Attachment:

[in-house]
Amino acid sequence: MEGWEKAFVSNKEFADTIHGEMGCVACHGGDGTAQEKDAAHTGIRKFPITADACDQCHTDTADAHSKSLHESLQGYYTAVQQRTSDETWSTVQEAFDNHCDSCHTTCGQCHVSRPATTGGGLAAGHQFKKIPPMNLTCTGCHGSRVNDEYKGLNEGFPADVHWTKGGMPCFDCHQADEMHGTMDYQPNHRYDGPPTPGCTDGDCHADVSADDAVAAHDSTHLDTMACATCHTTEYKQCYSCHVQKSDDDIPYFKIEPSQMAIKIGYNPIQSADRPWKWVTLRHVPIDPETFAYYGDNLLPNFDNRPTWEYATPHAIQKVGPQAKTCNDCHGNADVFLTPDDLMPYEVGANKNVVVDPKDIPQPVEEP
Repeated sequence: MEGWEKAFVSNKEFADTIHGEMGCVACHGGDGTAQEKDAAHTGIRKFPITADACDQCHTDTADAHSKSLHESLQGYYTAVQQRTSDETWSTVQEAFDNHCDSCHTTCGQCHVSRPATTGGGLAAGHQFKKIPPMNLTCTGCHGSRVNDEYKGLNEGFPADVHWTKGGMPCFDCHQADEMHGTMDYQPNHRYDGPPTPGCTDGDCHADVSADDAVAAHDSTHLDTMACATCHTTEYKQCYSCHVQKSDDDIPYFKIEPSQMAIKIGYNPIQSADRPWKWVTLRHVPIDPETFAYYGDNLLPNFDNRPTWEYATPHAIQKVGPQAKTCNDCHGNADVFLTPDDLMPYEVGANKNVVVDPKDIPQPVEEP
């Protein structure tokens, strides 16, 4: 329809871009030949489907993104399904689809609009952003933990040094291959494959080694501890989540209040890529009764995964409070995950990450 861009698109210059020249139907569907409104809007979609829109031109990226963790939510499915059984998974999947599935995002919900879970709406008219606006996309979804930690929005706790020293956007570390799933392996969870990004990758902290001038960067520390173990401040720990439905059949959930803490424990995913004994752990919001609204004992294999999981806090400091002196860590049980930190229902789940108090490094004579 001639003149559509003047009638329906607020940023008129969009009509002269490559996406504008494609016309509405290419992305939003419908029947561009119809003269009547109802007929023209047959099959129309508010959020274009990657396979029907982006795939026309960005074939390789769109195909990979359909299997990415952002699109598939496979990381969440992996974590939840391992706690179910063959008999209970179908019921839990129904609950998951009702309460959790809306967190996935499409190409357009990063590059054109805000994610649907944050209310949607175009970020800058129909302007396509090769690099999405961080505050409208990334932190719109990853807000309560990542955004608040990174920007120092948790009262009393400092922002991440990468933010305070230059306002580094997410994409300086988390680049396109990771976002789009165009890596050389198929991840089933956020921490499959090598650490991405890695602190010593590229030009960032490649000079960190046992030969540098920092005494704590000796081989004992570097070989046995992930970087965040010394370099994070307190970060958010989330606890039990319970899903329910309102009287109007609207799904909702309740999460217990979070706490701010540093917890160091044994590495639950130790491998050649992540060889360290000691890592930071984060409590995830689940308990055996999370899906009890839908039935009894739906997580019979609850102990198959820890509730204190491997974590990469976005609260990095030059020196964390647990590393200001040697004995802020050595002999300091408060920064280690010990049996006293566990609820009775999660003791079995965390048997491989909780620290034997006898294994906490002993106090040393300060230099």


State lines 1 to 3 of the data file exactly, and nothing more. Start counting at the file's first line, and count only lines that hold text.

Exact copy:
[in-house]
Amino acid sequence: MEGWEKAFVSNKEFADTIHGEMGCVACHGGDGTAQEKDAAHTGIRKFPITADACDQCHTDTADAHSKSLHESLQGYYTAVQQRTSDETWSTVQEAFDNHCDSCHTTCGQCHVSRPATTGGGLAAGHQFKKIPPMNLTCTGCHGSRVNDEYKGLNEGFPADVHWTKGGMPCFDCHQADEMHGTMDYQPNHRYDGPPTPGCTDGDCHADVSADDAVAAHDSTHLDTMACATCHTTEYKQCYSCHVQKSDDDIPYFKIEPSQMAIKIGYNPIQSADRPWKWVTLRHVPIDPETFAYYGDNLLPNFDNRPTWEYATPHAIQKVGPQAKTCNDCHGNADVFLTPDDLMPYEVGANKNVVVDPKDIPQPVEEP
Repeated sequence: MEGWEKAFVSNKEFADTIHGEMGCVACHGGDGTAQEKDAAHTGIRKFPITADACDQCHTDTADAHSKSLHESLQGYYTAVQQRTSDETWSTVQEAFDNHCDSCHTTCGQCHVSRPATTGGGLAAGHQFKKIPPMNLTCTGCHGSRVNDEYKGLNEGFPADVHWTKGGMPCFDCHQADEMHGTMDYQPNHRYDGPPTPGCTDGDCHADVSADDAVAAHDSTHLDTMACATCHTTEYKQCYSCHVQKSDDDIPYFKIEPSQMAIKIGYNPIQSADRPWKWVTLRHVPIDPETFAYYGDNLLPNFDNRPTWEYATPHAIQKVGPQAKTCNDCHGNADVFLTPDDLMPYEVGANKNVVVDPKDIPQPVEEP